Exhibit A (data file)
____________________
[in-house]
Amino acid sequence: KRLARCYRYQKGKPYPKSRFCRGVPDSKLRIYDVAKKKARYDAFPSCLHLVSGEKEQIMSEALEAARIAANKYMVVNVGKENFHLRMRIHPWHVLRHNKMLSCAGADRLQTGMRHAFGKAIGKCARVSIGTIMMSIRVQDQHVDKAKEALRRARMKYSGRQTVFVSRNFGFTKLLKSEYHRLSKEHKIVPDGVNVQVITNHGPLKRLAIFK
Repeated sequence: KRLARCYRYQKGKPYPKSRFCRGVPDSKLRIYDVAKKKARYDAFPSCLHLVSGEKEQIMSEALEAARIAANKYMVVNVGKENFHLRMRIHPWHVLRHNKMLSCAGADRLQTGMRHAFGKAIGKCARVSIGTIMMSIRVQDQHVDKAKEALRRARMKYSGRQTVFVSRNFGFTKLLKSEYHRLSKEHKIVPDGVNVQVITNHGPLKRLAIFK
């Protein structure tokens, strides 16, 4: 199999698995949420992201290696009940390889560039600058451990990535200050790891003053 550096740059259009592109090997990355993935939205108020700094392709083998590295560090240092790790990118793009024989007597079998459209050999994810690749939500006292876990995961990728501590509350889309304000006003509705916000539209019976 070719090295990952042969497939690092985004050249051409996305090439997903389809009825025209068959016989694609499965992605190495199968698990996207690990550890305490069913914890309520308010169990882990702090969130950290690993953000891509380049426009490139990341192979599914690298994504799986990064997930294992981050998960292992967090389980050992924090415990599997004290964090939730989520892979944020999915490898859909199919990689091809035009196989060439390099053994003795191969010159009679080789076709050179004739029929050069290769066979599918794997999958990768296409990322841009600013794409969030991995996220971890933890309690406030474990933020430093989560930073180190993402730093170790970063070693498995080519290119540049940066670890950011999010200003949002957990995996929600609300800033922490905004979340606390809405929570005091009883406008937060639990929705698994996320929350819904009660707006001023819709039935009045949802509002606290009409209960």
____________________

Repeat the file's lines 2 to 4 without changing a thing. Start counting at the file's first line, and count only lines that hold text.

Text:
Amino acid sequence: KRLARCYRYQKGKPYPKSRFCRGVPDSKLRIYDVAKKKARYDAFPSCLHLVSGEKEQIMSEALEAARIAANKYMVVNVGKENFHLRMRIHPWHVLRHNKMLSCAGADRLQTGMRHAFGKAIGKCARVSIGTIMMSIRVQDQHVDKAKEALRRARMKYSGRQTVFVSRNFGFTKLLKSEYHRLSKEHKIVPDGVNVQVITNHGPLKRLAIFK
Repeated sequence: KRLARCYRYQKGKPYPKSRFCRGVPDSKLRIYDVAKKKARYDAFPSCLHLVSGEKEQIMSEALEAARIAANKYMVVNVGKENFHLRMRIHPWHVLRHNKMLSCAGADRLQTGMRHAFGKAIGKCARVSIGTIMMSIRVQDQHVDKAKEALRRARMKYSGRQTVFVSRNFGFTKLLKSEYHRLSKEHKIVPDGVNVQVITNHGPLKRLAIFK
């Protein structure tokens, strides 16, 4: 199999698995949420992201290696009940390889560039600058451990990535200050790891003053 550096740059259009592109090997990355993935939205108020700094392709083998590295560090240092790790990118793009024989007597079998459209050999994810690749939500006292876990995961990728501590509350889309304000006003509705916000539209019976 070719090295990952042969497939690092985004050249051409996305090439997903389809009825025209068959016989694609499965992605190495199968698990996207690990550890305490069913914890309520308010169990882990702090969130950290690993953000891509380049426009490139990341192979599914690298994504799986990064997930294992981050998960292992967090389980050992924090415990599997004290964090939730989520892979944020999915490898859909199919990689091809035009196989060439390099053994003795191969010159009679080789076709050179004739029929050069290769066979599918794997999958990768296409990322841009600013794409969030991995996220971890933890309690406030474990933020430093989560930073180190993402730093170790970063070693498995080519290119540049940066670890950011999010200003949002957990995996929600609300800033922490905004979340606390809405929570005091009883406008937060639990929705698994996320929350819904009660707006001023819709039935009045949802509002606290009409209960």